The EU’s Catherine Ashton was horrified, mortified — she said — that her comments to a group of Palestinian children following the murder of Jewish children and a rabbi at a school in Toulouse, France were taken out of context. The first transcript did indeed make it sound as if she was comparing the children of Gaza to the children of Toulouse. And she is right that the video has her saying that the children of Gaza and Sderot were being killed.
The correction doesn’t help.
Her examples of “young people who have been killed in all sorts of terrible circumstances” were Belgian, Norwegian, Syrian, Palestinian and Israeli. The first example is unlike the others in an important way, and the Palestinians example is unlike all of them in a vital way.
The Belgian children were killed in a bus crash, awful in itself, but an accident.
The Norwegian children were killed by a man the Norwegian government believes acted alone and who has been found criminally insane by a government panel of doctors. It is probably safe to assume no likelihood of repetition.
Syrian children are broadly targeted by their president, Bashar al-Asad, who has ordered artillery fired into civilian neighborhoods and cut off escape routes from designated cities. The children of southern Israel (Sderot is just a dot compared to the 1,000,000 Israelis who live in the rocket/missile radius) are similarly targeted by Palestinians firing into Israeli civilian neighborhoods from within Palestinian civilian neighborhoods. These ongoing attacks against civilians meet the definition of war crimes.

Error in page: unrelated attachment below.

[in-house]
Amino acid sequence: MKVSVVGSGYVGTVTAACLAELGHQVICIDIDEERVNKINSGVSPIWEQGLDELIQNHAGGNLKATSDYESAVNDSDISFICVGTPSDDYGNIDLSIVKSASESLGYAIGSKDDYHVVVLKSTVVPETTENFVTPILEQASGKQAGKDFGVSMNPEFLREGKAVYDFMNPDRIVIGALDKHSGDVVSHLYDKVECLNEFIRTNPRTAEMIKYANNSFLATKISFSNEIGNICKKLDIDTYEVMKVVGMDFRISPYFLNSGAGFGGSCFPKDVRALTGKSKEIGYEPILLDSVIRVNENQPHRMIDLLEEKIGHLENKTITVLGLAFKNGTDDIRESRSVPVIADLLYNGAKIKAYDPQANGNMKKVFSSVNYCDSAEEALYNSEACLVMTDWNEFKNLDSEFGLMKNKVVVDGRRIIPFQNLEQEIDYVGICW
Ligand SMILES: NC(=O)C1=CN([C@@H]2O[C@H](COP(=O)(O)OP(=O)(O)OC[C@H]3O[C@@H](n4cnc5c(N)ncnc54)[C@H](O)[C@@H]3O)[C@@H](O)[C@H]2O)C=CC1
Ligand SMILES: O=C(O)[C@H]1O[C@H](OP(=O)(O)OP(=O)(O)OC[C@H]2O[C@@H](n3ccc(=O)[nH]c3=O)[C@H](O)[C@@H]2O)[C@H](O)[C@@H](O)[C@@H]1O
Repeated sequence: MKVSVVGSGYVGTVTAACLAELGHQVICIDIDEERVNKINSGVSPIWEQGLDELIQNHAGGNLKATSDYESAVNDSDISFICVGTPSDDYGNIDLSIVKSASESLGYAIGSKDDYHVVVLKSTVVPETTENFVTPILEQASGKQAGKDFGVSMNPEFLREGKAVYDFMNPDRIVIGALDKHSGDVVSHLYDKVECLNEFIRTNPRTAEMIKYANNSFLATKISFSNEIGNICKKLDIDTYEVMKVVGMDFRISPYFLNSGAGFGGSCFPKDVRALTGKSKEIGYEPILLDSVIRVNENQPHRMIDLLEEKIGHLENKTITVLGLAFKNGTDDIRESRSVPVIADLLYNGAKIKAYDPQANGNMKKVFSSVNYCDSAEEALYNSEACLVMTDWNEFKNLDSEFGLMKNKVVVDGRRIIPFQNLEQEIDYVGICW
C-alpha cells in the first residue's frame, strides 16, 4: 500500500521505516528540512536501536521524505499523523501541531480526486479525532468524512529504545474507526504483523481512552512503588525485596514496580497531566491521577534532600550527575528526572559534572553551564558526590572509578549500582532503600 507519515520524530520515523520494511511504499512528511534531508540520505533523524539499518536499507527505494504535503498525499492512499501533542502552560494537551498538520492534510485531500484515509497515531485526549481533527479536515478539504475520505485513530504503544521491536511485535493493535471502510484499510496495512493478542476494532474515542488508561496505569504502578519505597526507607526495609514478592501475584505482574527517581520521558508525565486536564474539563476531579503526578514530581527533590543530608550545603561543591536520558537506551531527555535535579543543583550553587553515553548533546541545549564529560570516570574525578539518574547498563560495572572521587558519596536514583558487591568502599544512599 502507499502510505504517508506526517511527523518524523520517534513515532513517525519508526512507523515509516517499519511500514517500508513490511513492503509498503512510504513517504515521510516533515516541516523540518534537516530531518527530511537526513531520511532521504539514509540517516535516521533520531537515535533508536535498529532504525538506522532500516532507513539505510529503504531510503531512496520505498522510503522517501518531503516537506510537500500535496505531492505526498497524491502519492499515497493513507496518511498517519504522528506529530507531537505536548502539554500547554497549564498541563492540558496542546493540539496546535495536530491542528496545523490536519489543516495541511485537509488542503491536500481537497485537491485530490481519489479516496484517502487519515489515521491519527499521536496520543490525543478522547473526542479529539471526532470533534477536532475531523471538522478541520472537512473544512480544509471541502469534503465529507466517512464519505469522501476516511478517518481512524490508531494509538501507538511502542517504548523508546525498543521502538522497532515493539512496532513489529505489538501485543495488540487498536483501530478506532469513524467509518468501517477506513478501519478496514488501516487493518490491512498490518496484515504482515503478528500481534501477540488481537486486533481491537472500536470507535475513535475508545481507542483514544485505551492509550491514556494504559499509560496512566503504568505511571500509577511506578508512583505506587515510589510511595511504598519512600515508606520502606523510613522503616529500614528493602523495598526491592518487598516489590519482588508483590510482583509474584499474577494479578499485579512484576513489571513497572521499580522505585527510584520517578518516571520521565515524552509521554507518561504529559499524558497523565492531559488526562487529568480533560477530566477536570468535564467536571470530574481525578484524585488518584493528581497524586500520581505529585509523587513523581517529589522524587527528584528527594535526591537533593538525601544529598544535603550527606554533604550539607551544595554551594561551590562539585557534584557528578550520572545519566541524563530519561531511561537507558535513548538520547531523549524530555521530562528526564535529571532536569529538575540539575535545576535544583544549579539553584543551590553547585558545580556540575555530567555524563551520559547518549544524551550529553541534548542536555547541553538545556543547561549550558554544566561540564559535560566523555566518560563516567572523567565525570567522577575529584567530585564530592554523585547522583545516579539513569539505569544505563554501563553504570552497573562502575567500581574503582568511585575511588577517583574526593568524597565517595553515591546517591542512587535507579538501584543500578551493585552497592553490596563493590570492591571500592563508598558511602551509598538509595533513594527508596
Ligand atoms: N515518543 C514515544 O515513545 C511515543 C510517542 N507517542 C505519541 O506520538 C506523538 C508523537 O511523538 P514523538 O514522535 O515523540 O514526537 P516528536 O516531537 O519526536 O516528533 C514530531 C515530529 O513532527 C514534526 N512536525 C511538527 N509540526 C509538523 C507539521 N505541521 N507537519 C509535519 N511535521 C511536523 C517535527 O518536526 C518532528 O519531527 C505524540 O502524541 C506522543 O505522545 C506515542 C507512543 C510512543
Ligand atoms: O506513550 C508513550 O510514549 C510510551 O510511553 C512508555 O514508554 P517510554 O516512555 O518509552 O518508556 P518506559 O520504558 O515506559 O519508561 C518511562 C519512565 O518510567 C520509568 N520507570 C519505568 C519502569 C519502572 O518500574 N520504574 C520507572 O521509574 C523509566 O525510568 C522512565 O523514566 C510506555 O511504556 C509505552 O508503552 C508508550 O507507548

In the Norwegian, Syrian and Israeli examples, the children were the targets of adults who wanted them and/or their parents dead. In none — including the Belgian bus — were adults able to protect the children beyond a certain point. (The fact that there haven’t been more Israeli deaths from Palestinian rocket/missile fire is tribute to the Israeli civil defense system, not a lack of trying by their enemies.)
The same is true of the victims in Toulouse — children were targeted for death.
The children of Gaza are a different story. Their own parents — or uncles or brothers or cousins — bring the weapons into Gaza, set them up in crowded civilian spaces and fire them into the towns and villages of Israel. Palestinian adults and their Iranian sponsors deliberately put the children in harm’s way — daring the Israeli government to retaliate in the towns and camps. The children of Gaza do certainly suffer from the crimes of their own parents, but are fortunate that their parents’ enemy is the Government of Israel.
Israeli pilots are authorized to abort missions up to the very end if they see civilians in the way. When they do, and they often do, the terrorists had a shot at Israeli civilians without retaliation. If the Israelis do strike and children are hurt, Israel is called to account in ways the Palestinians are not.
The IDF is extraordinarily good at minimizing civilian casualties — so good that last week an UNRWA official resorted to using a photo of a Palestinian child killed years ago in an automobile accident as “proof” of Israeli “atrocities” because no one picturesque was actually killed. Just terrorists.
Catherine Ashton’s false symmetry cheapens the deaths of those deliberately targeted because they are children of the “wrong” religion, the “wrong” ethnicity, the “wrong” political party, or the “wrong” parents.
Shoshana Bryen is Senior Director of The Jewish Policy Center. She was previously Senior Director for Security Policy at JINSA and author of JINSA reports from 1995-2011.